Interview with Mexico Drug War expert Sylvia Longmire
Question: First, could you please briefly explain who you are and what you do?
Sylvia Longmire: I’m a former Air Force officer and Special Agent with the Air Force Office of Special Investigations, and also a former senior border security analyst for the State of California. I’m currently a consultant, freelance writer, and author on Mexico’s drug war.
Q: For readers with little or knowledge of what is going on down in Mexico, could you lay out some of the basics of the situation?
SL: Right now, Mexican drug trafficking organizations, or DTOs, are the number one source for illegal drugs consumed by Americans. Because illegal drugs command such high prices on the black market, manufacturing and distributing these drugs to American consumers is a highly profitable business. Currently, there are seven major DTOs in Mexico fighting each other and the Mexican government for control of the drug smuggling routes that DTOs use to move drugs from their source to American consumers across the southwest border. The fighting between DTOs and with Mexican government forces has resulting in escalating violence since President Felipe Calderón took office in 2006. The violence includes beheadings, public hangings of corpses, mutilation and torture, mass killings, grenade attacks, and shootings in public places with high-powered weapons.
right now. Why is it so complex?
SL: The situation in Acapulco is complex because there is more than one DTO fighting for control of that drug smuggling area, and those DTOs are themselves going through organizational changes. One of them, the Cartel Pacifico del Sur, split off from another major DTO, the Sinaloa Federation, a few years ago, and just recently split in half itself. The name is even new, as it used to be known as the Beltrán Leyva Organization, and also goes by two other names – “El H” and “La Empresa.” Keeping track of who’s doing the smuggling and who’s killing whom gets very complicated when so many DTO players are involved in just one corridor.
Q: How much effect do the cartels in Mexico have for us north of the border? How much effect do we have on them?
SL: DTOs operating in Mexico have a huge presence here in the United States, but most of us don’t know it. They’re actually active in more than 270 U.S. cities, and hundreds more small communities and towns. They use local gangs across the country to distribute drugs for them, and Mexican DTOs even grow marijuana in U.S. National Parks and National Forests. As a result of their proximity in Mexico and their infiltration of our communities, they have become America’s biggest supplier of illegal drugs. Because they’re so in tune with our drug market, Mexican DTOs are impacted by – and usually respond well to – changes in consumer demand. Cocaine demand has steadily gone down over the past several years, but demand for high-potency marijuana, heroin, and methamphetamine has gone up. DTOs have made adjustments to their production and cocaine imports from South America to account for these changes.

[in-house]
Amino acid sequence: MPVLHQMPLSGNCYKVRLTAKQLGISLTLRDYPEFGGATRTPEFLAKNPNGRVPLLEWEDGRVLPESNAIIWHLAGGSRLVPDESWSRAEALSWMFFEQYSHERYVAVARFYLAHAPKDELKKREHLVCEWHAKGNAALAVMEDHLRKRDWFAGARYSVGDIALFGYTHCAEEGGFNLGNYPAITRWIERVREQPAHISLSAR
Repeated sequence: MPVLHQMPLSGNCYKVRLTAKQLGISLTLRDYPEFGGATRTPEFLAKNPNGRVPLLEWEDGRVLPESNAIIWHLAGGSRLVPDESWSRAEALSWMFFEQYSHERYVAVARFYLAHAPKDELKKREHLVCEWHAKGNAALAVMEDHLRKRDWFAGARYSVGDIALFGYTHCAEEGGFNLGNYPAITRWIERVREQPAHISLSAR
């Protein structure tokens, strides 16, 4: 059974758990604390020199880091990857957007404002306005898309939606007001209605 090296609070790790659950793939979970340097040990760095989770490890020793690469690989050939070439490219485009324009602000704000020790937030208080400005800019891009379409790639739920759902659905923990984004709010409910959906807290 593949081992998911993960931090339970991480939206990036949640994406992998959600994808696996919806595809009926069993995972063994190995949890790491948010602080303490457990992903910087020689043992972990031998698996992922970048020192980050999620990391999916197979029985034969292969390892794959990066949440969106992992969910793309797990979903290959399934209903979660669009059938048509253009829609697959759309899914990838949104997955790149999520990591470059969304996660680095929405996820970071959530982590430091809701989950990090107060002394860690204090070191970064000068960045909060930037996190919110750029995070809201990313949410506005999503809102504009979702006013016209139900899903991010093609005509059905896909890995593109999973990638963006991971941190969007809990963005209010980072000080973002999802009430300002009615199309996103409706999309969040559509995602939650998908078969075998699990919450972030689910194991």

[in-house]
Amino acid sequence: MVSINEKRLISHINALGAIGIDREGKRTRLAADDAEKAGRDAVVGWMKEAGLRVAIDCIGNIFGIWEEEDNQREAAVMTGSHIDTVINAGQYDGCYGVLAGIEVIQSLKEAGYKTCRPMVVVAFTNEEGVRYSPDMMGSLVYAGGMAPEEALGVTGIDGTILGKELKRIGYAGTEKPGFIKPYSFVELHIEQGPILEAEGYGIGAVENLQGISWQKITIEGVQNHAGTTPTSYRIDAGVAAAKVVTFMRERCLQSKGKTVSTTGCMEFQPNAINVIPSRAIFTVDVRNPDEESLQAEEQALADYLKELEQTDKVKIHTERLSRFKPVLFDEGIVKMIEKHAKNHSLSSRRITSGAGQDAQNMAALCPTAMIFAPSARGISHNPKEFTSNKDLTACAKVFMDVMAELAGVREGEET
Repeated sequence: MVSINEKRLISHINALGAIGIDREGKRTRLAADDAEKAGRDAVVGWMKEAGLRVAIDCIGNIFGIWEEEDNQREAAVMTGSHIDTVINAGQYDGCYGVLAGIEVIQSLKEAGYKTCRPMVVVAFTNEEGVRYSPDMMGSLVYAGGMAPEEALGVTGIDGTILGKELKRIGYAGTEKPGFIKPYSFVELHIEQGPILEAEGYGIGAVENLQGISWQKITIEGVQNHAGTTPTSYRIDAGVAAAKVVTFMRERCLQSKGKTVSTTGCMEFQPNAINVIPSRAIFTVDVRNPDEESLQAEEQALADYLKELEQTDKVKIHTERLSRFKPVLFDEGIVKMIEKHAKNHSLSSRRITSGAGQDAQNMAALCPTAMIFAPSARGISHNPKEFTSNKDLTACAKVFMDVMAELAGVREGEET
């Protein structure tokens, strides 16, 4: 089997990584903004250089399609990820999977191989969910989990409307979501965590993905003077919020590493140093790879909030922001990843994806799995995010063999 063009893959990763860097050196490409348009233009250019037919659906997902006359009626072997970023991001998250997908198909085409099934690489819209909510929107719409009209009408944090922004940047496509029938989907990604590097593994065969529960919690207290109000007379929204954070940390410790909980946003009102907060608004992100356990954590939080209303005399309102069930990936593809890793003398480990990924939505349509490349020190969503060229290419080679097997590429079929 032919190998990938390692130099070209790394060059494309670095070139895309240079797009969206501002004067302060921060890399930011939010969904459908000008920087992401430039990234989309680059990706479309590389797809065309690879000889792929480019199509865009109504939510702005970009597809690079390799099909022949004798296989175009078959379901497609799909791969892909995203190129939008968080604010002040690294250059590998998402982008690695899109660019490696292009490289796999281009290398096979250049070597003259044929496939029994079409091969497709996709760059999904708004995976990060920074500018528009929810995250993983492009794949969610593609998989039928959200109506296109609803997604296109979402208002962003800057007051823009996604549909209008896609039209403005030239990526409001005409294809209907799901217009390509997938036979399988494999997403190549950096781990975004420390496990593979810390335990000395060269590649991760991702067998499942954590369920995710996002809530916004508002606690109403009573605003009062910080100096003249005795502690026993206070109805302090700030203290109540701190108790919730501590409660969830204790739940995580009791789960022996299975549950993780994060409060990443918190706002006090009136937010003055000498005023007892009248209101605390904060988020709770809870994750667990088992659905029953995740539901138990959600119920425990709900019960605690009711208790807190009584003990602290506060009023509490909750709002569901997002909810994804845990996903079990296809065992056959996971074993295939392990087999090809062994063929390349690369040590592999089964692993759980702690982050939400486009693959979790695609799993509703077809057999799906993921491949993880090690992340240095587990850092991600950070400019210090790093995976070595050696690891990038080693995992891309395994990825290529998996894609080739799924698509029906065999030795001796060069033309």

SL: I think legalization of marijuana would make a financial difference in DTO profits, but would not end the drug war. DTOs are making a lot of money from the production, distribution and sale of other illegal drugs, as well as from kidnapping and extortion operations. They could also ostensibly go into the legal marijuana business, although the profits would be smaller. Just like organized crime groups in the U.S. didn’t go out of business after Prohibition ended, DTOs will still be around if marijuana were ever legalized. As far as legislation and policy goes, I think most of the pro-gun-lobby-backed legislation that limits what the ATF can do needs to be repealed so we can attack the southbound weapons trafficking problem head-on, starting with the Tiahrt Amendment. I think more resources – specifically money and trained people – need to go to border agencies like the Border Patrol, Customs and Border Protection, Immigration and Customs Enforcement, the ATF, etc. But before those resources are distributed, the Department of Homeland Security needs to take a realistic look at what and where the need are. I think DHS management in Washington is too far removed from the border, and doesn’t fully comprehend the challenges along the border and what it takes to meet them head on. I also think both the U.S. and Mexican governments need to stop treating the Mexican DTOs like criminals and start regarding them as hybrid organizations, a cross between organized crime, insurgency, and terrorist groups.
Q: Is there anything specific you think readers need to know regarding the cartels which we have not covered?
SL: Readers need to know that the drug war south of the border affects everyone in the U.S., no matter where we live. DTOs use our highways to transport drugs to every U.S. state. They grow illegal drugs on our taxpayer-funded public lands, and they kidnap and kill people on U.S. soil. Worse yet, they use violent American street gangs to sell illegal drugs to our kids, our brothers and sisters, cousins, parents, coworkers, and friends. All of us have to pay attention to what’s going on if we’re ever going to successfully work with the Mexican government to stop it.
Thank you Sylvia for the eye opening interview. For more information, please visit her blog.